Reflections on my first solo journey

solo travel, sunsets, Portugal, woman alone

I’ve been home from my first solo travel experience for about two weeks now — and on some levels I’m still processing it. The experience of taking off on an unplanned trip to a country where I did not speak the language was daunting. And it was surprisingly easy — I didn’t really have any major fears or concerns and everything turned out beautifully.

What strikes me is the way I handle being a single woman, going out alone, here in my hometown and halfway across the world. I’m much more conscious of being the lone woman at the table here than I was during my travels. In Portugal it felt fine; here it sometimes feels awkward. I don’t think I’m alone in this one. Admittedly it is partly my old hangup about how people perceive me and partly it is just plain awkward at times. Where to look, what to do with one’s hands. I don’t always take a book because I enjoy observing what’s around me, but sometimes I feel odd just sitting there alone if I’m surrounded by couples and groups.

Is that about me or our cultural messages about women? A bit of both. Is it specific to older women? Do men feel self-conscious out alone?

One of the things I discovered about traveling alone is the sense of freedom that comes from being unhampered by others; free from the opinions of others. When you’re alone you are free to step out of habit, to do things with more abandon or less of something… no one knows you and no one knows what the typical you looks like — so you can do anything without someone commenting on your changed behavior. I don’t know to express it fully, but I had this sense that traveling with acquaintances or even a partner would have changed everything — because that expectation of how I/we typically do things would have accompanied us — like a piece of luggage you feel required to carry along.

The solo traveler me was more curious about things. She took better pictures — -with an eye to detail and future viewing. She wandered down strange streets because she could. She tried new foods and took risks. She didn’t endlessly research a restaurant, she went by instinct. She let herself be carried along with the flow — being an observer and occasionally a participant. She smiled at people on the street and she lingered. She spoke to people — mostly men, because that’s her natural preference. She said yes to an invitation for lunch with a complete stranger, with only a momentary consideration. She let herself be uncomfortable, stepping away from her usual patterns in order to learn about the customs of the Portuguese people — something she couldn’t have done while insisting things go her way. She had to interpret and intuit all along the way when she didn’t understand the language or couldn’t quite figure out what to do. She sat with her discomfort.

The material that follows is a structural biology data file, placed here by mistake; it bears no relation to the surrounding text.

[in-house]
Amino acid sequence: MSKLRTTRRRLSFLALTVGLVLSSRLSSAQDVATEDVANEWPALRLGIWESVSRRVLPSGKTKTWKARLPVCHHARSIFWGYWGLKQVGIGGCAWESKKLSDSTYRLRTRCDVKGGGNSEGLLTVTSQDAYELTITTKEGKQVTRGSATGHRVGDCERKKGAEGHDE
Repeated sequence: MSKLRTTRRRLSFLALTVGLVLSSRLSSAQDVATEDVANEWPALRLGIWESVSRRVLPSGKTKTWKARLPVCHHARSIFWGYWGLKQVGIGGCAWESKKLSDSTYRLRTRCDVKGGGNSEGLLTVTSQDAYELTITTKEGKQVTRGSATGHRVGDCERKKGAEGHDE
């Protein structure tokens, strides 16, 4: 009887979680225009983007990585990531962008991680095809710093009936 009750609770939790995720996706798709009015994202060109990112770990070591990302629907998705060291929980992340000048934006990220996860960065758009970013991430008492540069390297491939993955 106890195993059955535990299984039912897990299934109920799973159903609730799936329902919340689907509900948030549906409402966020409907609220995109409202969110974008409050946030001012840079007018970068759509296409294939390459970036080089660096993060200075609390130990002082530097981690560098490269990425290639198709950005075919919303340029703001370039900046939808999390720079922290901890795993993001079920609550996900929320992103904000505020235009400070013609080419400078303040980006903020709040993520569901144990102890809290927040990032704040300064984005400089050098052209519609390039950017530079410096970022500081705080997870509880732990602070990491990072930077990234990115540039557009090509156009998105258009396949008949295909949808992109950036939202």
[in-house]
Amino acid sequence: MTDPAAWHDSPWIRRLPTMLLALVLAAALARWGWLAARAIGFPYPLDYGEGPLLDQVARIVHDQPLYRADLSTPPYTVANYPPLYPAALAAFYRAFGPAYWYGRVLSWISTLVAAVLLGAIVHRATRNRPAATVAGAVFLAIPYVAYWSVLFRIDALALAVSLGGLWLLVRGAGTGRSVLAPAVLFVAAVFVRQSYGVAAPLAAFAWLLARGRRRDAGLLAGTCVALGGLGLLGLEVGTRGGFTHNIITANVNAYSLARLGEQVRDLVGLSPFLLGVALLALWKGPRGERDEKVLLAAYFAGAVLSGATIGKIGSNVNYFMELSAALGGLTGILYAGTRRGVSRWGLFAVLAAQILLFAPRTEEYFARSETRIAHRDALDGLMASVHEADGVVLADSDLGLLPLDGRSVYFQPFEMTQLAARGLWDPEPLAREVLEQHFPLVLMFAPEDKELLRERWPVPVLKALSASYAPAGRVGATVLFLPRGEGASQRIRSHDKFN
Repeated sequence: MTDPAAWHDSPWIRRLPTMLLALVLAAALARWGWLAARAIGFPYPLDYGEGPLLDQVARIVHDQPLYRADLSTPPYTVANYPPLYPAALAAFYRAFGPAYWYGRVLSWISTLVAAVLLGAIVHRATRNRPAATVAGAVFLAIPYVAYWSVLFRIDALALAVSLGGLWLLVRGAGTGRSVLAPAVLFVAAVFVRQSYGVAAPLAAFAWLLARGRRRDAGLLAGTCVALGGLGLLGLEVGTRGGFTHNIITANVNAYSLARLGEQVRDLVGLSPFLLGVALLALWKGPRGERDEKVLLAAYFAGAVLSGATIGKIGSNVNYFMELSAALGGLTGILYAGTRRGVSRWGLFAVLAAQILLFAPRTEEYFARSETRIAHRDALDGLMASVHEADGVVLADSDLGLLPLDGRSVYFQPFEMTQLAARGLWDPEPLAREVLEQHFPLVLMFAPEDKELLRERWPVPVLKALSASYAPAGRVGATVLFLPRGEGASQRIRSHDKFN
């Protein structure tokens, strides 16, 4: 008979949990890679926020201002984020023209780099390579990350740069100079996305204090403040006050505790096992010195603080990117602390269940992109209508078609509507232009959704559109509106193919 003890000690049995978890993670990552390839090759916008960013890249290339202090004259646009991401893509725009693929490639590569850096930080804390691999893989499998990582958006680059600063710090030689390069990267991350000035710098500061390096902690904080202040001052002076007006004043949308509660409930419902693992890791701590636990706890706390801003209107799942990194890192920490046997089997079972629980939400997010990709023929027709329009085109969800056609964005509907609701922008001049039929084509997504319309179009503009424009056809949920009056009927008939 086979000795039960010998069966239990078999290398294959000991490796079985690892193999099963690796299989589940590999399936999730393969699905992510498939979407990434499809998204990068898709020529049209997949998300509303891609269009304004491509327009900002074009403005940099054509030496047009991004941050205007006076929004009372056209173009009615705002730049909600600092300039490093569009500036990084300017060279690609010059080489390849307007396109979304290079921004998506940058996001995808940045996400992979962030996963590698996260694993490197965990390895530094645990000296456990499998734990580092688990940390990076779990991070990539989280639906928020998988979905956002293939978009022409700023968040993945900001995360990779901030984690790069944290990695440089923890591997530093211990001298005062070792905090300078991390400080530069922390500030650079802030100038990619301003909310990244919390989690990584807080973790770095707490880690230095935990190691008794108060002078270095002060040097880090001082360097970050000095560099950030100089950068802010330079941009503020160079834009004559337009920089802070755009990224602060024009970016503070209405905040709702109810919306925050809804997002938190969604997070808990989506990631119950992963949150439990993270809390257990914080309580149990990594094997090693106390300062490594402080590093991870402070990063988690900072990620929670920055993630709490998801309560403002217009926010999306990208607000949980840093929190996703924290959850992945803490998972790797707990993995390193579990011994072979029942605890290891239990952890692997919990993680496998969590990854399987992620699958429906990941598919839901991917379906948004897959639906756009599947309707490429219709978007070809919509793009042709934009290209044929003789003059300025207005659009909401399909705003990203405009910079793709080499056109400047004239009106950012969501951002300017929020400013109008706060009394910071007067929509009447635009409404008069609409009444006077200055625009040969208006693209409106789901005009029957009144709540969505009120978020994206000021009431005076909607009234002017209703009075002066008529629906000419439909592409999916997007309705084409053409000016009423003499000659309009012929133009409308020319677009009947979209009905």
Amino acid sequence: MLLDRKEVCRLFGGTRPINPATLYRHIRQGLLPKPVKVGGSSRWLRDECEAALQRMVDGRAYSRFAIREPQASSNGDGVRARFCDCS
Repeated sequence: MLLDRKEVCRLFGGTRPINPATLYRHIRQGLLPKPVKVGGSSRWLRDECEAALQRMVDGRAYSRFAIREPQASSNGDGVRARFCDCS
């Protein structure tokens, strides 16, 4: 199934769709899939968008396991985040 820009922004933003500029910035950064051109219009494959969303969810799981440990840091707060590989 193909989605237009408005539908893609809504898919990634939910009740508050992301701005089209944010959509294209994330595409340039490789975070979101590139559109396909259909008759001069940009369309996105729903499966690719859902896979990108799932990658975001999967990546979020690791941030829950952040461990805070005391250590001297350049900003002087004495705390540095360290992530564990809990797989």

I learned a lot on this trip. About me, about Americans, about travel and the world around us. I’ve been abroad before but this was my first prolonged trip where there were no planned activities, no one to negotiate or handle the small details. It was all up to me. So when I waited too long to make plans for the 2nd leg of my journey I found myself on a bus rather than a train — that turned out beautifully. My seat companion and I managed to communicate with hand gestures, shoulder shrugs and my English to Portuguese dictionary. He gave me a ride to my hotel from the bus station. Only once did I make a mis-step which took me off on a little adventure where I didn’t want to be with aching legs and uncertainty about my location in relation to a Metro stop. I made it safely just a little later and a bit more frazzled than intended.

My sense of self and those around me is a little disrupted after my travels. It’s no longer something I can attribute to jet lag and I’m just sitting with it. Writing and thinking and waiting. Every bit of life is a journey, as trite as that sounds. For now I’m moving about my days. But, in my dreams I’m thinking about the next trip.

You can read more about my trip here, here and here.


Originally published at Walker Thornton.